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Lukas Domagala

Last time we saw how to implement the basic miniMax algorithm, this time we will continue by designing game board representation.

Basically I want to start out with the “simplest thing that might possibly work” and optimize from there. The simplest thing to use for this in F# is a 2 dimensional list. The problem is that we get some really bad performance for random access into them, because unlike C# Lists, called ResizeArray in F#, they really are represented by lists internally. To be precise they are actually just this:

type list<'T> =
  | ( [] )
  | ( :: ) of 'T * 'T list

Ok so what do we choose instead of lists? We could take Array2D which is just what we need, but we would loose all the nice functional methods we have on other F# collections. So we will have to stick with an array of arrays I guess. So what put into those lists? In C# i would probably have started with something Byte, but F# has the nice concept of discriminated unions which are basically types which can be in one of the given states. Here is what we will be using for now:

type field = Yellow | Red | Empty

Usually we could just stick with our nice discriminated unions, but again we have to think at least a little about performance. Discriminated unions are represented by classes that hold integers for every state the union can be in, which would mean we had references which are huge compared to a small byte. Well I guess we cant always get the the easiest thing possible, so we will go with bytes this time. –1y for one player, 0y for the other and 1y for the second player.

Now we need some way to initialize a 2D list to be filled with 0y, to get our starting game board. In an imperative language i might have used something like to nested loops to fill in the lists. There is nothing wrong with this approach but its not really functional and kind of discouraged in the F# world. The closest you might see would be something like:

let createEmptyBoard rows cols =
    [for i in 0..(rows-1) do
        for y in 0..(cols-1) -> 0y]

This is using something called sequence expressions which is really useful for creating all kinds of sequences, lists and so on. There is an easier way though:

static member EmptyPosition cols rows =
    Position((Array.create 7 (Array.create 6 0y)),1y)

Now that we can create an empty board lets think about how we would drop in a disc to create a new board. Notice that we do not want to change the old board, but to create a new one. We already know what our function definition should look like so lets work from there:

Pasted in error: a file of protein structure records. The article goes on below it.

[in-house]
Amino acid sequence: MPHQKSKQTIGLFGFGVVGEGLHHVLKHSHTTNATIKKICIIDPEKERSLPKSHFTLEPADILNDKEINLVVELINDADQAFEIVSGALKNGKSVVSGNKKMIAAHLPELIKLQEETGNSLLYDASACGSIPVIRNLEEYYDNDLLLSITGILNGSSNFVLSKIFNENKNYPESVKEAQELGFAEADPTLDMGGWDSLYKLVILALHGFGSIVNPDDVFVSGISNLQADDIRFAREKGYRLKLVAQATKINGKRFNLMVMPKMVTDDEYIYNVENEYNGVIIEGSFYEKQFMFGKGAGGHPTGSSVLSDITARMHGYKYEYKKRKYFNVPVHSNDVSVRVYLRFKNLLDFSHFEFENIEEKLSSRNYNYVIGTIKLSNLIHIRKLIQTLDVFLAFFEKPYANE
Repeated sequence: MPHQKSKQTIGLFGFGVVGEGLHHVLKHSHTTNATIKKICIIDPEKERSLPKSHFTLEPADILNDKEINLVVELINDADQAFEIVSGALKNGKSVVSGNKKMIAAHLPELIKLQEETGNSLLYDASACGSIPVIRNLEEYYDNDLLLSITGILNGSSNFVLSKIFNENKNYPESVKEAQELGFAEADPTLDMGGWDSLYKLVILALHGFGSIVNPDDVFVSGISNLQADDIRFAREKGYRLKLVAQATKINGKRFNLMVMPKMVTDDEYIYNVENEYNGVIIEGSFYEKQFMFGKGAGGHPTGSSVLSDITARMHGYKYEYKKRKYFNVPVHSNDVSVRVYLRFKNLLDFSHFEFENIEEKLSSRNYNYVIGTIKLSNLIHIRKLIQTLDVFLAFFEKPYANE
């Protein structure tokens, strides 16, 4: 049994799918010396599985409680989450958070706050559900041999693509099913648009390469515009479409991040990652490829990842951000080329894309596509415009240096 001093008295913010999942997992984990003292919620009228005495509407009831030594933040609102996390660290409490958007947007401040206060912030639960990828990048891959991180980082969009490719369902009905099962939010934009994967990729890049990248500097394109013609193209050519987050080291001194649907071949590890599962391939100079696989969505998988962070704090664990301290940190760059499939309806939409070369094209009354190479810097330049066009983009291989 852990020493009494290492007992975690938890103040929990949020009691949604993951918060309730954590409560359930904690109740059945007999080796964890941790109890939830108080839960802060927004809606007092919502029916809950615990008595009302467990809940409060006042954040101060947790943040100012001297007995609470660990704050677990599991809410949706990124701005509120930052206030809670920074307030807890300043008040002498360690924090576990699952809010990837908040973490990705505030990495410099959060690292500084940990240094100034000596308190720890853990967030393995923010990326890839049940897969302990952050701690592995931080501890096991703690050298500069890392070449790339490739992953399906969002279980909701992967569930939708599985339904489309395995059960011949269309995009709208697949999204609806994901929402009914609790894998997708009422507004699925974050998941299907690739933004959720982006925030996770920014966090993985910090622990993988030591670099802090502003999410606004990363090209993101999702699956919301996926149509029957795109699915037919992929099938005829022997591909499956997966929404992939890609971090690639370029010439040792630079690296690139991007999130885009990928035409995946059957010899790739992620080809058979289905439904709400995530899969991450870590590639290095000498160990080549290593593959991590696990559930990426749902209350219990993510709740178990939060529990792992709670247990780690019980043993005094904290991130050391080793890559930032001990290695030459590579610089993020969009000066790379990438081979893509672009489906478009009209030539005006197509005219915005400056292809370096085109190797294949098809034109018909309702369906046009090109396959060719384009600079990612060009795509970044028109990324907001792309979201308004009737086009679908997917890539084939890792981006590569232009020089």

let toggle player=
    player * -1y
member p.CanDropIn x =
    if board.[x] |> Array.tryFindIndex (fun y -> y = 0y) = None then false
    else true
member p.DropIn x =
    if not (p.CanDropIn x) then failwith "you tryed to put into a full slot"
        let idx = board.[x] |> Array.findIndex (fun y -> y = 0y)
        let updatedRow = board.[x] |> Array.mapi ( fun y field -> if y = idx then player else field)
        let newFields = board |> Array.mapi (fun y row -> if y = x then updatedRow else row)
        Position (newFields, (toggle player))

Firs we check if its possible to dropIn at that position we create the new board by mapping the Empty slot we found with the color we were provided. We already have most of the things we need to finish our board representation, which will make writing the AI really easy.

Next time we will encapsulate all this into a class so that it is easier to use and I will show you how we can calculate a reasonable score for a board position. I´m actually still not sure if i should build a class or put all of this into a module. Some input would be very welcome.

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Posted on Friday, June 19, 2009 4:21 AM .Net , F# | Back to top

Comments on this post: Connect Four in F# (Part 2)

# re: Connect Four in F# (Part 2)
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I'm trying to write a Alquerque game board in F# also. I think we could change some ideas about it! I'm having some dificulties in my minimax implementation. A good part of my code is here:

Hope you get in touch,

Pedro Dusso
Left by Pedro on Jun 25, 2010 9:19 PM

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